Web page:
I was watching a TV series based on a popular novel the other week, curious about how the showrunners were going to adapt it to the big screen. Turning a book into a movie or series can be a daunting task in the best of circumstances, even if you leave out the messy business of Hollywood. But in the case of this particular TV series, my curiosity was more focused on whether the show would lose steam two-thirds of the way through. That’s because I’d read the book it was based on, and I remember distinctly losing interest just past the midway point.
Much to my surprise, the TV series remained faithful to the book on a level that I’m sure would make most authors ecstatic. The problem is that the TV series fizzled two-thirds of the way through. And I knew exactly why: the protagonist got too comfortable.
Robert McKee talks in his amazing book Story (which I highly recommend) about the Principle of Antagonism. He says: “A Protagonist and his story can only be as intellectually fascinating and emotionally compelling as the forces of antagonism make them.” That’s a pretty wild statement! Especially since many of us writers have been taught for years that character development trumps everything else. Heck, there are entire websites dedicated to helping writers develop realistic characters! We make notes of what they eat, what they’re scared of, who their parents were, even when they go to sleep every night.
But McKee is right. And it’s important to think about antagonism not simply as an arch-villain (like Thanos from the Marvel movies). Rather, think about antagonism as any force that pushes back against your hero. Anything that gets in your hero’s way—whether it’s external or internal—is an antagonist. Audiences don’t want their hero to spend six chapters relaxing. Audiences want their hero tested, prodded, hurt, damaged, frightened, confused, and—above all—struggling. It’s a little sadistic, I know! But the fundamental truth of storytelling is that the forces of antagonism define your hero.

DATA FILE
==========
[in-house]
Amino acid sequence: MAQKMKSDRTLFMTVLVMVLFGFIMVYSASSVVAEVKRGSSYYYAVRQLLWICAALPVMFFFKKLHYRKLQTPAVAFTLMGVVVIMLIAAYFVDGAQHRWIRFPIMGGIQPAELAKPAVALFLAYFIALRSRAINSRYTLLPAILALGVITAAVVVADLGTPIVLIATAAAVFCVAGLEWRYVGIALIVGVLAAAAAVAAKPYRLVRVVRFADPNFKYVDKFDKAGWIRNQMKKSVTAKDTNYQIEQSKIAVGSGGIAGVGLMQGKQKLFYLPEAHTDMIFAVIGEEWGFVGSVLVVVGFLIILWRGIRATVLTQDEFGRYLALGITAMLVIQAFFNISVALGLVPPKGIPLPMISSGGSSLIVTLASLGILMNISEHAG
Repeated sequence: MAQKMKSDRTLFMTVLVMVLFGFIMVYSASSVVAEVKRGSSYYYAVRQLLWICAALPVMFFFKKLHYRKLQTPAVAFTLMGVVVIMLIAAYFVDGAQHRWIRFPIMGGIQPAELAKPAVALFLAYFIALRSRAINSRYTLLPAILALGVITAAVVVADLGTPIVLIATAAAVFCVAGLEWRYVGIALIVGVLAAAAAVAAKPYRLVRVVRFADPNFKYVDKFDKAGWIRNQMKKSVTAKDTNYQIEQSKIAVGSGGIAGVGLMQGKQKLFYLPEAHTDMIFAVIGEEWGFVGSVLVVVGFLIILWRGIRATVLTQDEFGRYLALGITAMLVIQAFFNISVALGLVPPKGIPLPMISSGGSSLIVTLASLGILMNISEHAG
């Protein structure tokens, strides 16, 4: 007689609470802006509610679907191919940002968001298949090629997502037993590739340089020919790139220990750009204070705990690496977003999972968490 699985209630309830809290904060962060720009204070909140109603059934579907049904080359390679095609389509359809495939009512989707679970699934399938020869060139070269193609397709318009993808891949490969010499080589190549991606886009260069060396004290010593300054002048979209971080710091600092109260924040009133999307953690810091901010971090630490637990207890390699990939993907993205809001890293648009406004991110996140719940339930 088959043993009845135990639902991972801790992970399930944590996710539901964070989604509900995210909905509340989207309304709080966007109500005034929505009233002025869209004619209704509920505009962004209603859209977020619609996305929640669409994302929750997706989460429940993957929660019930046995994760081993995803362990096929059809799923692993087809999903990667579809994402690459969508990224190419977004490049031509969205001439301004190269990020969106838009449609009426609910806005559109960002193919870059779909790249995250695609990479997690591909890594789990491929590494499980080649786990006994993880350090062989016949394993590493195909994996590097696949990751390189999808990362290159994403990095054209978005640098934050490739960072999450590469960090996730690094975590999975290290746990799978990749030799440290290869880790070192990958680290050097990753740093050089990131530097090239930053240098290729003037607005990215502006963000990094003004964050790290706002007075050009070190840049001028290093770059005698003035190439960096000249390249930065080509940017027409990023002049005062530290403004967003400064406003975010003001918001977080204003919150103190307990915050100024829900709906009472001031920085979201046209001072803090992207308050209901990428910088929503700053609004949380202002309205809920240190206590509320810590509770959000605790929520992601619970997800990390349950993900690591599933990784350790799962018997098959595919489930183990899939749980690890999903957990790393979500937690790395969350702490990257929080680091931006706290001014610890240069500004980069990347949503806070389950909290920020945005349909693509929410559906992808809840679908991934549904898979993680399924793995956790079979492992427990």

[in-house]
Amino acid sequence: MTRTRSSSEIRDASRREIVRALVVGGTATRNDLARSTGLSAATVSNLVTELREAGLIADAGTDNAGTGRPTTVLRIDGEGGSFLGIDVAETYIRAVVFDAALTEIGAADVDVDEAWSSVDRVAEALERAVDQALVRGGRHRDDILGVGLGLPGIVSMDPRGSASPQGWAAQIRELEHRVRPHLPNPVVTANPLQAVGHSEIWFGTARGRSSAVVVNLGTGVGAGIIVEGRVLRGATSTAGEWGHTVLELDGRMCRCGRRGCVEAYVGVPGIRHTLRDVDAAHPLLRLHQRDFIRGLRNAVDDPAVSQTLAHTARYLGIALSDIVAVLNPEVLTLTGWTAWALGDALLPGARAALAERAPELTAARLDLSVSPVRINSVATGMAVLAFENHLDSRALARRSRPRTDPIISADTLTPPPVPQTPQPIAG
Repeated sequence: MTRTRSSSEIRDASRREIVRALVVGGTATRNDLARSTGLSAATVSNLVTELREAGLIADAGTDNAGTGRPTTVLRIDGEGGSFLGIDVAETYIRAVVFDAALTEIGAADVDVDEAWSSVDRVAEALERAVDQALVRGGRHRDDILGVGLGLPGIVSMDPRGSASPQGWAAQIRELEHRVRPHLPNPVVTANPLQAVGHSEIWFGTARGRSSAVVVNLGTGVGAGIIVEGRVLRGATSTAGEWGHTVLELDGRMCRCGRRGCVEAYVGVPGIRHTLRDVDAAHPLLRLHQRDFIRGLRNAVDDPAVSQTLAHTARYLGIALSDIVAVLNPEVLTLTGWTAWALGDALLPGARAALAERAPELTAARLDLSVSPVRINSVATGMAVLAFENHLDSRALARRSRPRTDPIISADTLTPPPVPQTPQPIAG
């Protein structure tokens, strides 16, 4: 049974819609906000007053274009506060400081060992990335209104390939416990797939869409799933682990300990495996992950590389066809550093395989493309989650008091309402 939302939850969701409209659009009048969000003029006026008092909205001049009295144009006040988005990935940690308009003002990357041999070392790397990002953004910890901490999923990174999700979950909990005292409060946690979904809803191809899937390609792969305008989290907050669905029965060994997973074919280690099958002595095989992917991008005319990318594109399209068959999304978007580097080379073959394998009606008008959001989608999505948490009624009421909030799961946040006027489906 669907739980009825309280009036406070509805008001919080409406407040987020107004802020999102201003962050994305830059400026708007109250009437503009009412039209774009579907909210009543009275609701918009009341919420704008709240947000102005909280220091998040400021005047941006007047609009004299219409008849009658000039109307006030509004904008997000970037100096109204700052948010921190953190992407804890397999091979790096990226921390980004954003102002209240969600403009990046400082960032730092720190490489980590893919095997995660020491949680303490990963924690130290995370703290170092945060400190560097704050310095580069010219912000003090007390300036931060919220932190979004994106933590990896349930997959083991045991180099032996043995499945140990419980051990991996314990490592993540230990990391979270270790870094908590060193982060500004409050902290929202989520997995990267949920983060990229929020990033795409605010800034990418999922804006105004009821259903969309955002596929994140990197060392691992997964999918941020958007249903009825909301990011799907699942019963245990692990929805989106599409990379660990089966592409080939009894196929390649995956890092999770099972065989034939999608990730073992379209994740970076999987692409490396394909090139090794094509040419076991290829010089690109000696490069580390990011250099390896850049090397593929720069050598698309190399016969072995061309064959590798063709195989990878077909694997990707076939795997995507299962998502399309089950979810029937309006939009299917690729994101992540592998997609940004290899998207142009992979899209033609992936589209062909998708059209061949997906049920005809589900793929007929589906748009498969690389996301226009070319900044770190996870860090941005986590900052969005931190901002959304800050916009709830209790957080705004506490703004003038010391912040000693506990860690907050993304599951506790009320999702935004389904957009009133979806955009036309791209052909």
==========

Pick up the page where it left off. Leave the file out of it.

That’s why this particular TV series couldn’t hold my interest throughout, same as the book. There was literally an entire episode where the hero sat around and talked to other characters. No conflict. No antagonism in sight. An entire hour.
Let me give you an example of a masterclass in antagonism. Take Josh Malerman’s novel Bird Box. Not only do the forces of antagonism define our hero, Malorie, they become more intense as the story develops. The story begins with an event: creatures suddenly appear all over the world. Anyone who looks at them goes insane. Malorie must navigate this frightening new world with her eyes closed. She eventually encounters other people who have hidden away in a house and covered all the windows. But there’s friction in the group, and Malorie must deal with that while also considering her pregnancy. Then a new guy named Gary shows up and turns out to be bad news. Gary sows further discontent before he’s kicked out … but one of the house members secretly hides him in the basement. Gary and this other house member secretly continue antagonizing everyone, including Malorie.
The climax arrives when Gary lets the monsters into the house. Chaos ensues, and Malorie is the only survivor! But that’s not where the story ends. Because part of the story takes place later, when Malorie and her two children are trying to escape on a boat by the river. In these moments interspersed throughout the book, you might think the author will give us a breather. But no—the river is treacherous, and the monsters are everywhere. Malorie must deal with them while also constantly stressing about keeping her children safe and blindfolded on this journey.
Whew! Now those are some real forces of antagonism!
So here’s the most important point: direct your energy to the negative side of your story. Your audience won’t remember the chapter where your hero sits down and has a nice, relaxing dinner. Your audience will remember the forces of antagonism, and how your hero reacted.